The pseudo-sceptical approach used does nobody any favours. McCall comes across as closed to new evidence – even smug and mean-spirited. The scientists and psychologists appear unable to explain the more extraordinary “feats” performed by Duncan – to the extent of performing their own tricks as distraction. Whilst Tony Robinson throughout cheerfully eschews alternate explanations in favour of emotional eyewitness accounts. He finishes the programme ostensibly still a fence-sitter – sure that Duncan did commit fraud (the photos of her cheesecloth spirits could hardly do otherwise) but still desperately clinging to the sincere testimony of the nice people he has spoken to – that maybe there is something in it all. His last sentence says it all – he wishes he could have attended a Duncan seance himself, as then he could have known for sure either way. And that is the failure here – to even suggest to the viewer that we might ALL be fallible, gullible, easily fooled in the right circumstances. That seeing is NOT always believing, or at least, it shouldn’t be if one is seeking the truth of the matter.

I suspect deliberate sabotage. I suspect that the programme makers, to (possibly!) quote PT Barnum, want to “have something for everybody”. They need an element of doubt so that Robinson can muse on the possibility that Duncan was both a fraud AND a genuine medium – to both provide a false sense of wonder and to make Duncan’s conviction seem all the more unfair. This is a real shame, as with a little more testicular fortitude on the part of the programme makers, those with the truly closed minds would still have come away unaffected, but those really on the fence would have had all the information to REALLY make up their minds. As it is we got a disjointed, pub-level natter about mediumship and spiritualism in general, with maybe half the programme devoted to the Duncan case itself.

I’ll end by pointing out yet again that  Duncan was convicted NOT of witchraft, but of pretending to conjur spirits. Though one contributor did say this, the whole programme and its marketing campaign focussed on the old chestnut that Duncan was Britain’s last convicted witch. And the same man went on to support Tony Robinson’s push for uncritical acceptance of fallible witness testimony by dismissing the juror’s decision in the Duncan case as “prejudice”.

Now Tony, I know you can do critical thinking properly, so repeat after me – if I have two anecdotes, and I add two more anecdotes, what does that make? (Hint – it’s not “evidence“.)

If she weighs the same as a duck…

The ad-hoc witch trial in \

I see that a recent petition to have Britain’s “last witch” pardoned (not, as this piece claims, all those convicted as witches), has been summarily dismissed by the Scottish Government. Although the petition itself attracted only 206 signatures, the comment from the politicians that the attempt “has no purpose whatsoever“, this might seem callous. Why not show compassion? Surely such people were innocent victims of superstition? Or perhaps even harmless self-identifying “wise women” or “cunning men” persecuted for their unorthodox beliefs? Well, many burned in Scotland before the 1735 Witchcraft Act was enacted were (the former at any rate). There is a separate petition (by the same man, to give him his due credit) to pardon those people. They are not who we are talking about here.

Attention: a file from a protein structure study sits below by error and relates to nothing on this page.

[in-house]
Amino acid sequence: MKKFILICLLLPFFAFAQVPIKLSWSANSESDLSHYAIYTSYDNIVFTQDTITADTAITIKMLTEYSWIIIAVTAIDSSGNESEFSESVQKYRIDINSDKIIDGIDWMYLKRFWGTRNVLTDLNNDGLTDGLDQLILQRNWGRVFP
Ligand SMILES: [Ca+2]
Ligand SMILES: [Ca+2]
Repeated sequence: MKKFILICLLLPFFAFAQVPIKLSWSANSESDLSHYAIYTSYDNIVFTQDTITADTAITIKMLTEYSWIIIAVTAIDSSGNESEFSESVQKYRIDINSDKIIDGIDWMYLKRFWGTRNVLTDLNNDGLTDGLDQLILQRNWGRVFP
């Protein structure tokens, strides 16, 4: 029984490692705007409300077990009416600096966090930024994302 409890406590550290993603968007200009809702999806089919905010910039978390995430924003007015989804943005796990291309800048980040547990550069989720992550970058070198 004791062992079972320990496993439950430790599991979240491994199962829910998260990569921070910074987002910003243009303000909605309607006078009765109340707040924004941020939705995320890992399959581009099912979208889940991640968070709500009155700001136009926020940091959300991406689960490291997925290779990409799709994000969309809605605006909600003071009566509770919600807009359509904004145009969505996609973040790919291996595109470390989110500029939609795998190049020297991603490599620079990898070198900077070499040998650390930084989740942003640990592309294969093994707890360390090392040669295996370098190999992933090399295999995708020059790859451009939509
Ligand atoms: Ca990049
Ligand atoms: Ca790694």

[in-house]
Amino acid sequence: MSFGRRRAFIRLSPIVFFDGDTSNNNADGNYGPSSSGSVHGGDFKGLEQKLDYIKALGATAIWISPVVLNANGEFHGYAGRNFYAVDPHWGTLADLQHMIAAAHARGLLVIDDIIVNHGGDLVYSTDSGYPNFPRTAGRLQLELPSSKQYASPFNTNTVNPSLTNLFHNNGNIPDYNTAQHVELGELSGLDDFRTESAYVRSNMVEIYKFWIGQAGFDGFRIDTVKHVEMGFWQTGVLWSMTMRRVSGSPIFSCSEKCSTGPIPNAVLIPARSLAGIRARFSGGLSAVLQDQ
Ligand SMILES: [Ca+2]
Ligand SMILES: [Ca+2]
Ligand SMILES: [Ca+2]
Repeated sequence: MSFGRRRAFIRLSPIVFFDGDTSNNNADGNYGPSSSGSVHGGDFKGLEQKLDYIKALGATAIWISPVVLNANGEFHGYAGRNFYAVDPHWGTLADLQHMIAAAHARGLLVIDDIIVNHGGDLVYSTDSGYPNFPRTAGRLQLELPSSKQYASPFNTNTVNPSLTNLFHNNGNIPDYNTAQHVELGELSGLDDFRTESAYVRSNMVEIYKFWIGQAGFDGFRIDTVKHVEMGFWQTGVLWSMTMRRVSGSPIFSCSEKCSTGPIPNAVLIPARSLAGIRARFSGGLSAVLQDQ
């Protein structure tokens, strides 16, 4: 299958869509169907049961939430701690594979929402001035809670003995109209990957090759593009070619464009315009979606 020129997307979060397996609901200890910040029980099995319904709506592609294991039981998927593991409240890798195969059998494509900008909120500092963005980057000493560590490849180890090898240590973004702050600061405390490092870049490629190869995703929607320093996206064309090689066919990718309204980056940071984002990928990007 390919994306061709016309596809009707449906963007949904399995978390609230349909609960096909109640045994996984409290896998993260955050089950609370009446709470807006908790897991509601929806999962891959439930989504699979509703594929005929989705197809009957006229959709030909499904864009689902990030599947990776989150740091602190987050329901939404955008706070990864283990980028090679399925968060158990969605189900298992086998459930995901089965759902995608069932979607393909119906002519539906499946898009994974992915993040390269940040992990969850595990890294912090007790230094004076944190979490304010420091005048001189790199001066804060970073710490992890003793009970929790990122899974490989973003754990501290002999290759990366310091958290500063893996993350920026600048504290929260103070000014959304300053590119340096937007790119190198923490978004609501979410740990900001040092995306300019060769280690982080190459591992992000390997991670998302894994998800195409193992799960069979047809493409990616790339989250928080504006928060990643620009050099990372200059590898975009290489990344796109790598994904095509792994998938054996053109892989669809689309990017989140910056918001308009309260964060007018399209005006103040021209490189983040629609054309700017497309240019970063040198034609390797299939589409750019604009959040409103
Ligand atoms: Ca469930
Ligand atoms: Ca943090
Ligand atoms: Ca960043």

“S.-4 Whereby ignorant persons are frequently deluded and defrauded, if any person shall pretend to exercise or use any kind of witchcraft, sorcery, enchantment or conjuration, he shall be exposed to penalties.”
from The Witchcraft Act 1735 (sounds reasonable to me)

I can’t emphasise this enough. Those prosecuted under the 1735 Witchcraft Act were not witches, and they were not unfortunate victims of gossip and personal vendetta, either. They were self-proclaimed mediums and clairvoyants; the Sylvia Browne and Colin Fry equivalents of their day. They weren’t “real” witches, they didn’t think of themselves as witches, and they weren’t seen as such either. At least, not until the tabloid press of the time got hold of the story. No, they were, according to sceptics such as myself, con-artists and charlatans. As, after more than 100 years of searching, there is no evidence whatever that contacting the dead or seeing the future is even possible, I feel that anyone claiming to be able to do so and charging to do so, must be able to put up or shut up. Preferably, with a hefty fine or custodial sentence. These people are preying on the bereaved, after all. As such, I feel any pardon for a person convicted under the original Act would require some sort of retrial, which would be extremely difficult to accomplish these 60 years later.

As you might have guessed, Full Moon Investigations, the paranormalist group that organised the petition, consists mostly of psychic mediums – Spiritualists. This was, as this Independent article suggests, a political move by a religious group; an attempt to legitimise what they do. And as far as I’m concerned, what they do is to take money from the vulnerable and bereaved using simple fairground tricks. The clear intention was to obtain a pardon for medium Helen Duncan as a validation of not only their religion (which shouldn’t even be at issue here) but more importantly, of their primary income stream. Parallel efforts to have all “witches” convicted under the act also pardoned can be seen as a way to appeal to the emotion of a public who will assume that this has to do with the unjust “witch mania” I refer to above. To re-iterate, people convicted under the act were not convicted of witchcraft – this was no longer possible in law as of 1735. They were convicted of pretending to engage in what was still at that time (1735) referred to as witchcraft. The Witchcraft Act was actually a successful reformation of the horrific acts of the preceding 200 years, carried out under the 1536 Witchcraft Act that gave its name, but not its contents, to the later Act. For more on this see Vanessa Chambers’ piece here.